Download
physics 2102 lecture 19 n.
Skip this Video
Loading SlideShow in 5 Seconds..
Physics 2102 Lecture 19 PowerPoint Presentation
Download Presentation
Physics 2102 Lecture 19

Physics 2102 Lecture 19

244 Views Download Presentation
Download Presentation

Physics 2102 Lecture 19

- - - - - - - - - - - - - - - - - - - - - - - - - - - E N D - - - - - - - - - - - - - - - - - - - - - - - - - - -
Presentation Transcript

  1. Physics 2102 Jonathan Dowling Physics 2102 Lecture 19 Ch 30: Inductors and RL Circuits Nikolai Tesla

  2. What are we going to learn?A road map • Electric charge Electric force on other electric charges Electric field, and electric potential • Moving electric charges : current • Electronic circuit components: batteries, resistors, capacitors • Electric currentsMagnetic field  Magnetic force on moving charges • Time-varying magnetic field  Electric Field • More circuit components: inductors. • Electromagneticwaveslight waves • Geometrical Optics (light rays). • Physical optics (light waves)

  3. Using Faraday’s law: Joseph Henry (1799-1878) Inductors: Solenoids Inductors are with respect to the magnetic field what capacitors are with respect to the electric field. They “pack a lot of field in a small region”. Also, the higher the current, the higher the magnetic field they produce. Capacitance how much potential for a given charge: Q=CV Inductance how much magnetic flux for a given current: F=Li

  4. i L = “inductance” “Self”-Inductance of a solenoid • Solenoid of cross-sectional area A, length l, total number of turns N, turns per unit length n • Field inside solenoid = m0 n i • Field outside ~ 0

  5. i (a) 50 V (b) 50 V Example • The current in a 10 H inductor is decreasing at a steady rate of 5 A/s. • If the current is as shown at some instant in time, what is the magnitude and direction of the induced EMF? • Magnitude = (10 H)(5 A/s) = 50 V • Current is decreasing • Induced emf must be in a direction that OPPOSES this change. • So, induced emf must be in same direction as current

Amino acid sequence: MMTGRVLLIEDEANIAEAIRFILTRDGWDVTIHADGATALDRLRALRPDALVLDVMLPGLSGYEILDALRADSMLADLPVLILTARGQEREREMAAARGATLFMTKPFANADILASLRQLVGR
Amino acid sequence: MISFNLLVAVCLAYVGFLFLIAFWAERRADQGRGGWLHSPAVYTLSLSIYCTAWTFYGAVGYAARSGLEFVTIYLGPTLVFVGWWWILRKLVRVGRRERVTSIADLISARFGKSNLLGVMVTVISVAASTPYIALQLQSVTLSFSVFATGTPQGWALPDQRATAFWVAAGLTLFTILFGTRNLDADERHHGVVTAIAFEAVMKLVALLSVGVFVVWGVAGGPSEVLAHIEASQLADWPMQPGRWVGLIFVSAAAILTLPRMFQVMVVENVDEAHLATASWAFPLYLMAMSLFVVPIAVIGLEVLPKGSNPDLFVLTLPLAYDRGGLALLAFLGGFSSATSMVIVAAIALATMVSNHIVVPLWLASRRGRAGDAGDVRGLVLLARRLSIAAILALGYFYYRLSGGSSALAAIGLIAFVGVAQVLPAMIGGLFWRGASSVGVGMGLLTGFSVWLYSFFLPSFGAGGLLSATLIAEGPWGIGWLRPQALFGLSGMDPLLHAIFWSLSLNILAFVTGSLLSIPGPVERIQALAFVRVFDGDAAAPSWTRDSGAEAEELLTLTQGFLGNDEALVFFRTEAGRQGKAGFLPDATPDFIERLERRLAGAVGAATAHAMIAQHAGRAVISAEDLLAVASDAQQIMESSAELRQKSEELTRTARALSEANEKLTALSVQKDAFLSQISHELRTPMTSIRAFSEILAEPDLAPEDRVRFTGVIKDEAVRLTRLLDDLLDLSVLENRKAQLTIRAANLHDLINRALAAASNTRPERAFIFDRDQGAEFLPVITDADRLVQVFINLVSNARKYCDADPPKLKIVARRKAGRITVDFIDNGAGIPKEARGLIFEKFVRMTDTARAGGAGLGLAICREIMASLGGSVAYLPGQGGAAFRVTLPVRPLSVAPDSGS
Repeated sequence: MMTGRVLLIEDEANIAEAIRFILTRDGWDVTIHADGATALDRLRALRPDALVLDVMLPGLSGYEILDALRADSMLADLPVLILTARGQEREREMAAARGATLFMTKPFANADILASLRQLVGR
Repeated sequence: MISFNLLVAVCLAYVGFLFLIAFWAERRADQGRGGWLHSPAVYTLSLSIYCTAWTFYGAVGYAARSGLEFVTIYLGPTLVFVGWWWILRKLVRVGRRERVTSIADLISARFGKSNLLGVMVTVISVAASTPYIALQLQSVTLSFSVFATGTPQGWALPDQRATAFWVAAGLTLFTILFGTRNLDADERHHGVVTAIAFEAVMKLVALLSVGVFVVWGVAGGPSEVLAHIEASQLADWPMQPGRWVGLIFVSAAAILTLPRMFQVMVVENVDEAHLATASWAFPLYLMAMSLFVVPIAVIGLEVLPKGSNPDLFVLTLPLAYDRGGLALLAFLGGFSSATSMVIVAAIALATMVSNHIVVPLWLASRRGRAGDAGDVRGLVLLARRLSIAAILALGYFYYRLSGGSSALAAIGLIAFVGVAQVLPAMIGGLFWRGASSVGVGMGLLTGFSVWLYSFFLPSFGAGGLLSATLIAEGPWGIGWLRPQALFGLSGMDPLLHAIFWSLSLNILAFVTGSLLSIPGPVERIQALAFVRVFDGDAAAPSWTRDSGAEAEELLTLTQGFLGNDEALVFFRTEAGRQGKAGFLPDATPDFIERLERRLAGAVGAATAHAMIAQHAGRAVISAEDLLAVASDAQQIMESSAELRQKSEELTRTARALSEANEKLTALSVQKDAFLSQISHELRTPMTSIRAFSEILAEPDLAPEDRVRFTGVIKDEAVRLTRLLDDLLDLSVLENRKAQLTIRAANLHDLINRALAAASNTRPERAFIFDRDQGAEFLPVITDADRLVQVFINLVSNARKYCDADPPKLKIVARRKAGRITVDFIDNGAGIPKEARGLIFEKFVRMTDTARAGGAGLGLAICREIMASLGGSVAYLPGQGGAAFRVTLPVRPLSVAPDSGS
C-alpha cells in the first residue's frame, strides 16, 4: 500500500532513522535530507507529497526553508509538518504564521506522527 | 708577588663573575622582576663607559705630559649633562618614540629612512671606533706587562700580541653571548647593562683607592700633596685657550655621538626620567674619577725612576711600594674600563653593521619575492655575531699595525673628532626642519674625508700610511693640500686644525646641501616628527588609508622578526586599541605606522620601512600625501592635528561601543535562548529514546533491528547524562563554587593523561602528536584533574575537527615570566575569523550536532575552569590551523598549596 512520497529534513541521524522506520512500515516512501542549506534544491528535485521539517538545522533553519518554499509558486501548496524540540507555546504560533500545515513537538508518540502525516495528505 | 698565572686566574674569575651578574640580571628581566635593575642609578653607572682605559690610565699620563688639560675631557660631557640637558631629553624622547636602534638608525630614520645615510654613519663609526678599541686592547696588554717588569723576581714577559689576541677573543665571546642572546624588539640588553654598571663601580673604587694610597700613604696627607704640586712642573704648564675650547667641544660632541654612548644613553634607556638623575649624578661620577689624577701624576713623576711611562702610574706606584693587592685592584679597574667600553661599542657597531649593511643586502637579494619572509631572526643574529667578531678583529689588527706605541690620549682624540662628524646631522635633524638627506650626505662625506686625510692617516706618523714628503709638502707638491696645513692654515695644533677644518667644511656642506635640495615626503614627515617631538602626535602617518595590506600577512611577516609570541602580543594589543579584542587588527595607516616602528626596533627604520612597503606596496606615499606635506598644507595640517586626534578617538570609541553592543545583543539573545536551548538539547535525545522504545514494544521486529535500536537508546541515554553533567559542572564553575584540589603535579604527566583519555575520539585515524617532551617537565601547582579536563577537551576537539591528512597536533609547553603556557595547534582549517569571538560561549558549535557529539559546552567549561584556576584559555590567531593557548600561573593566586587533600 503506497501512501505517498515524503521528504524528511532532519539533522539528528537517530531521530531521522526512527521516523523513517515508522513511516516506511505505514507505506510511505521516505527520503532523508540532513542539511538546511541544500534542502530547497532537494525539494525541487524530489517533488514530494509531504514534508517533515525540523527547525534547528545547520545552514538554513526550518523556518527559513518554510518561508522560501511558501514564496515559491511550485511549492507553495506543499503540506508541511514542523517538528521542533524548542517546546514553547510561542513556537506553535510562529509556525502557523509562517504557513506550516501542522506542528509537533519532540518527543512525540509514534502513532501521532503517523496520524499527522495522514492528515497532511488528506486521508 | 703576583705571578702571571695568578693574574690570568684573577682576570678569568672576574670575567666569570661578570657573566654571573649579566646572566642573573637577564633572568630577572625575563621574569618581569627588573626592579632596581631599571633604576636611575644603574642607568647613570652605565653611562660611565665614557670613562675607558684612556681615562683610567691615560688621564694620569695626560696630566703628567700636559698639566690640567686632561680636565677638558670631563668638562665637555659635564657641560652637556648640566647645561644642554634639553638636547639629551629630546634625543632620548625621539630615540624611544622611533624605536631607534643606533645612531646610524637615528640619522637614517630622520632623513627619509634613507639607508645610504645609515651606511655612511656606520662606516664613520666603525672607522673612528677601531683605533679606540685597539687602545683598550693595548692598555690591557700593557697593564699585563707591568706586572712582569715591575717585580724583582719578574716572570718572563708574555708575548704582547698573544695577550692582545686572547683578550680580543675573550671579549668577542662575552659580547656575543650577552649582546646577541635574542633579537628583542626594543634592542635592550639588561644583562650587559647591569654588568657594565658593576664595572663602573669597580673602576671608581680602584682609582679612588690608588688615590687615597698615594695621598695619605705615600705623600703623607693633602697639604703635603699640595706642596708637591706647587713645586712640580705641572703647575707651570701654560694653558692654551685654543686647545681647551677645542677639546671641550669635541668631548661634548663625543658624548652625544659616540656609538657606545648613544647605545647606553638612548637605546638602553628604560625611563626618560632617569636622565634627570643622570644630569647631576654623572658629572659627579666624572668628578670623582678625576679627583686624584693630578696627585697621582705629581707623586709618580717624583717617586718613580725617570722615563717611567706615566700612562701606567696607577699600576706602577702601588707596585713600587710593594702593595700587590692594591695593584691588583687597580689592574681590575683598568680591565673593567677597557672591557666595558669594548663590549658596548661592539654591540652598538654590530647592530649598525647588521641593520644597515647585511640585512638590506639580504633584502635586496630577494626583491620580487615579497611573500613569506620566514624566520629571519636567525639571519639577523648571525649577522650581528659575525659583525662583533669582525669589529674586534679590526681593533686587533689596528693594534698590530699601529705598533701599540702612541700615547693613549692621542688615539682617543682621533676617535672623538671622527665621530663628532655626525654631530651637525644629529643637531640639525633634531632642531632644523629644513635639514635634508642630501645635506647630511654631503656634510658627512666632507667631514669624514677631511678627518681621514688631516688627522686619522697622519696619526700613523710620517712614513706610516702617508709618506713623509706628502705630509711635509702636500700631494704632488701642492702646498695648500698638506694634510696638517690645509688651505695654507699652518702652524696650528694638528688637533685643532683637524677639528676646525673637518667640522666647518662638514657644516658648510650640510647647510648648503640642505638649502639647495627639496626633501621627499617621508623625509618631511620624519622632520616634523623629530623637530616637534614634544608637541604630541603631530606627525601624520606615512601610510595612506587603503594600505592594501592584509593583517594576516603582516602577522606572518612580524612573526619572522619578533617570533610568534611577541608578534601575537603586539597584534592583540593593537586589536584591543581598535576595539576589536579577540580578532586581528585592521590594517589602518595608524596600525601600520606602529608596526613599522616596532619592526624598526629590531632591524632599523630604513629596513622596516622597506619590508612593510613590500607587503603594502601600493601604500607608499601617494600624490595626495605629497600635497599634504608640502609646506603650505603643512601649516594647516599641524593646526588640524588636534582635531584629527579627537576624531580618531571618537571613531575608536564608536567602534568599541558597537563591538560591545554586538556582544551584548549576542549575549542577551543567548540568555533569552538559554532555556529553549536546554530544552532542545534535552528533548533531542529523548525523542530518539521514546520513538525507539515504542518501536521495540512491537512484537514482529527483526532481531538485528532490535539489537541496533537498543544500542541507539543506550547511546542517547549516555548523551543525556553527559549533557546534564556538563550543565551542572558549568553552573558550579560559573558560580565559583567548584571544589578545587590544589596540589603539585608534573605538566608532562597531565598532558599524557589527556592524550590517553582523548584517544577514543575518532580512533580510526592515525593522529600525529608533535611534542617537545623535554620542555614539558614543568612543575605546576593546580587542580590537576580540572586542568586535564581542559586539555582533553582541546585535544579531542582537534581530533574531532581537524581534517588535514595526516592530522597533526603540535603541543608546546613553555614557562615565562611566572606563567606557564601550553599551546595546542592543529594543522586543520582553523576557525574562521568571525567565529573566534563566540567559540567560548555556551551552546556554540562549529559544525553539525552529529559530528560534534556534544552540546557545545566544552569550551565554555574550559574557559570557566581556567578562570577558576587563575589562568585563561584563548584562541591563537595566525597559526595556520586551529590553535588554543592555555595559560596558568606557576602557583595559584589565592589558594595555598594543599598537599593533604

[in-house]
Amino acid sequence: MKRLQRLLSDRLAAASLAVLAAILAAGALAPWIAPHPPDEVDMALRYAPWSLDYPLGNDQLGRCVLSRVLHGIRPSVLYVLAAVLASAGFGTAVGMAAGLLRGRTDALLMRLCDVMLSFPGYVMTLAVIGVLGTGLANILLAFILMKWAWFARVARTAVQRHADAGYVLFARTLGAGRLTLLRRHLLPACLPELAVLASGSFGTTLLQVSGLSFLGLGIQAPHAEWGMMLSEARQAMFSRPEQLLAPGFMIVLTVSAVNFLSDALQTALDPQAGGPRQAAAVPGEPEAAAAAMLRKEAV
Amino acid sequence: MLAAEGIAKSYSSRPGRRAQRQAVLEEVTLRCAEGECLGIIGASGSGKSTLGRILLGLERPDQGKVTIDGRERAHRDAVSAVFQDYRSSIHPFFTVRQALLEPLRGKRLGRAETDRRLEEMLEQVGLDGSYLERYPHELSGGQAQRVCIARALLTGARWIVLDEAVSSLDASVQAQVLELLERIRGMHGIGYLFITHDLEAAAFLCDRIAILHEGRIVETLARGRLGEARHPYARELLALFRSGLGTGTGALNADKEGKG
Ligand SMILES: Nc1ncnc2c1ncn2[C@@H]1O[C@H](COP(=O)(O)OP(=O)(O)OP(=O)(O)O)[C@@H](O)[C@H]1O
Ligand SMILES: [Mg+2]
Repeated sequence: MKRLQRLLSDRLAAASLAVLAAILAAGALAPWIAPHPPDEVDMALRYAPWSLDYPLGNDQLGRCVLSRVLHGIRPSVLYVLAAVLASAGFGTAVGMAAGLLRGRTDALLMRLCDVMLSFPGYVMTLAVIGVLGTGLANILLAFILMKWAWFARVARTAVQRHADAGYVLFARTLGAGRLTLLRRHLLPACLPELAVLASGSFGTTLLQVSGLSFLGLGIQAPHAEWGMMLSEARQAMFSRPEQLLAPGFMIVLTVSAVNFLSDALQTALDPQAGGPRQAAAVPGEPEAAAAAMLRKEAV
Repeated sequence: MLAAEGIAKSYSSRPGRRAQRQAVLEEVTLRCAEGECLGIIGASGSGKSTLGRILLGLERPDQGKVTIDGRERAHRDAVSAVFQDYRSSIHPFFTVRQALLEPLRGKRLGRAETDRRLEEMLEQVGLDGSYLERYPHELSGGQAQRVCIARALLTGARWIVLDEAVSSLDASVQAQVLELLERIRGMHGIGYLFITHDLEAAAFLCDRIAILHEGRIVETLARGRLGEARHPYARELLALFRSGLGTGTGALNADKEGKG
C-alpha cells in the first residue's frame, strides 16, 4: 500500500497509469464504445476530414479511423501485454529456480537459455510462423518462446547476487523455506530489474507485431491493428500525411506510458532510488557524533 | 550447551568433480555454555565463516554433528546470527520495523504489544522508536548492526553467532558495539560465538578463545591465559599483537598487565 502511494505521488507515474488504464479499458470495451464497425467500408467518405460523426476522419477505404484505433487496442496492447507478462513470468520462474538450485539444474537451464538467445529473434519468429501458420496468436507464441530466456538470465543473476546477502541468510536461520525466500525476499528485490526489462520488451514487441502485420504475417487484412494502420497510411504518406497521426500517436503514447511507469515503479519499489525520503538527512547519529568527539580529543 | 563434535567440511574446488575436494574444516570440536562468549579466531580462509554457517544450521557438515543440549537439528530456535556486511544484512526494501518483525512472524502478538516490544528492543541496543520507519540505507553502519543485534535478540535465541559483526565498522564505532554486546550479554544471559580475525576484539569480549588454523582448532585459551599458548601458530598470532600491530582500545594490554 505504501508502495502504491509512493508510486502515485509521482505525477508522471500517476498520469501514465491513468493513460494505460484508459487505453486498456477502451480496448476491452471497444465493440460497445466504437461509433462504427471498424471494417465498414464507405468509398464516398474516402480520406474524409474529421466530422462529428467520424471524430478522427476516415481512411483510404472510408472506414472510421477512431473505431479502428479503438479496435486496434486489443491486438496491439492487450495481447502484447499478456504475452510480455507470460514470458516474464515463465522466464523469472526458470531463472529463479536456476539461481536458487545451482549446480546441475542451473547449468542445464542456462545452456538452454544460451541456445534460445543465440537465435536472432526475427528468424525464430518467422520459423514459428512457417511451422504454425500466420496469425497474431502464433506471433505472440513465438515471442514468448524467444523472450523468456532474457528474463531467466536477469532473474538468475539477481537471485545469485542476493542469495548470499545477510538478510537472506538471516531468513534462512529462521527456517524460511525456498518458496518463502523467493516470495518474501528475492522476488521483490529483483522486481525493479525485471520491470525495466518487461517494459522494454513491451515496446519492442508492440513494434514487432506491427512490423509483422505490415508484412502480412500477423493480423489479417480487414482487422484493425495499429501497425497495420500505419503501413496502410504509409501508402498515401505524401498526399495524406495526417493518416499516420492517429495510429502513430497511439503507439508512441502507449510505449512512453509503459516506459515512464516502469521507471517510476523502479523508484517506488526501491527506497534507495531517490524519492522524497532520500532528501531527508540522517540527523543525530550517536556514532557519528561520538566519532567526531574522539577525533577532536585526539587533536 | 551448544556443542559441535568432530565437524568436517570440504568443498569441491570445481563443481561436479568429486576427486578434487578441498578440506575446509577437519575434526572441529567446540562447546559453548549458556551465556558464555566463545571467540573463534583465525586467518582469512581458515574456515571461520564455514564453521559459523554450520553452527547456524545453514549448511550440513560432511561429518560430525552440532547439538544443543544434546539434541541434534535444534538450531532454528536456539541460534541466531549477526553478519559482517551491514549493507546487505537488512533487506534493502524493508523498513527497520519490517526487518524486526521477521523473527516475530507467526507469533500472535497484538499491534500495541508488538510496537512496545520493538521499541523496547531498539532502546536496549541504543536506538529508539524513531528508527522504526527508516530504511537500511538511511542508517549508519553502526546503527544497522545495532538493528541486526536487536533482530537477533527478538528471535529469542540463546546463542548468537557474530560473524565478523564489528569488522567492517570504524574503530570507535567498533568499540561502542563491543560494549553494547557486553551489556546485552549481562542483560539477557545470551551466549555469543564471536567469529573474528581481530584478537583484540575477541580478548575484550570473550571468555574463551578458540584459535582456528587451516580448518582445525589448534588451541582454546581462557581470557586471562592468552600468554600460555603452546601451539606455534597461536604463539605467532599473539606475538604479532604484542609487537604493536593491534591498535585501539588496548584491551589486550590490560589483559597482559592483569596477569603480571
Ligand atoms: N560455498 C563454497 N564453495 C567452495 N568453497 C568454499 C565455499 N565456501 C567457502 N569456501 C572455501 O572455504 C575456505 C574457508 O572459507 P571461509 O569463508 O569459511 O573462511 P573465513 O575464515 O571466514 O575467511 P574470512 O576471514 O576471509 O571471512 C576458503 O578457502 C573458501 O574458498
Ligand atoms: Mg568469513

6. The RL circuit • Set up a single loop series circuit with a battery, a resistor, a solenoid and a switch. • Describe what happens when the switch is closed. • Key processes to understand: • What happens JUST AFTER the switch is closed? • What happens a LONG TIME after switch has been closed? • What happens in between? • Key insights: • If a circuit is not broken, one cannot change the CURRENT in an inductor instantaneously! • If you wait long enough, the current in an RL circuit stops changing! At t=0, a capacitor acts like a wire; an inductor acts like a broken wire. After a long time, a capacitor acts like a broken wire, and inductor acts like a wire.

  7. RL circuits • In an RL circuit, while “charging” (rising current), emf = Ldi/dt and the loop rule mean: • magnetic field increases from 0 to B • current increases from 0 to E/R • voltage across inductor decreases from -E to 0 • In an RC circuit, while charging, • Q = CV and the loop rule mean: • charge increases from 0 to CE • current decreases from E/R to 0 • voltage across capacitor increases from 0 to E

  8. 10 W 9 V 10 H Example Immediately after the switch is closed, what is the potential difference across the inductor? (a) 0 V (b) 9 V (c) 0.9 V • Immediately after the switch, current in circuit = 0. • So, potential difference across the resistor = 0! • So, the potential difference across the inductor = E = 9 V!

  9. 40 W 3 V 10 W 10 H Example • Immediately after the switch is closed, what is the current i through the 10 W resistor? (a) 0.375 A (b) 0.3 A (c) 0 • Immediately after switch is closed, current through inductor = 0. • Hence, current trhough battery and through 10 W resistor is i = (3 V)/(10W) = 0.3 A • Long after the switch has been closed, what is the current in the 40W resistor? (a) 0.375 A (b) 0.3 A (c) 0.075 A • Long after switch is closed, potential across inductor =0. • Hence, current through 40W resistor = (3 V)/(40W) = 0.075 A

  10. “Charging” an inductor • How does the current in the circuit change with time? i i(t) Small L/R E/R Large L/R “Time constant” of RL circuit = L/R

  11. i i(t) Exponential discharge. E/R “Discharging” an inductor The switch is in a for a long time, until the inductor is charged. Then, the switch is closed to b. What is the current in the circuit? Loop rule around the new circuit:

  12. i Power delivered by battery = power dissipated by R Inductors & Energy • Recall that capacitors store energy in an electricfield • Inductors store energy in a magnetic field. + (d/dt) energy stored in L

  13. 10 W 9 V 10 H Example • The switch has been in position “a” for a long time. • It is now moved to position “b” without breaking the circuit. • What is the total energy dissipated by the resistor until the circuit reaches equilibrium? • When switch has been in position “a” for long time, current through inductor = (9V)/(10W) = 0.9A. • Energy stored in inductor = (0.5)(10H)(0.9A)2 = 4.05 J • When inductor “discharges” through the resistor, all this stored energy is dissipated as heat = 4.05 J.

  14. E=120V, R1=10W, R2=20W, R3=30W, L=3H. • What are i1 and i2 immediately after closing the switch? • What are i1 and i2 a long time after closing the switch? • What are i1 and i2 1 second after closing the switch? • What are i1 and i2 immediaately after reopening the switch? • What are i1 and i2 a long time after reopening the switch?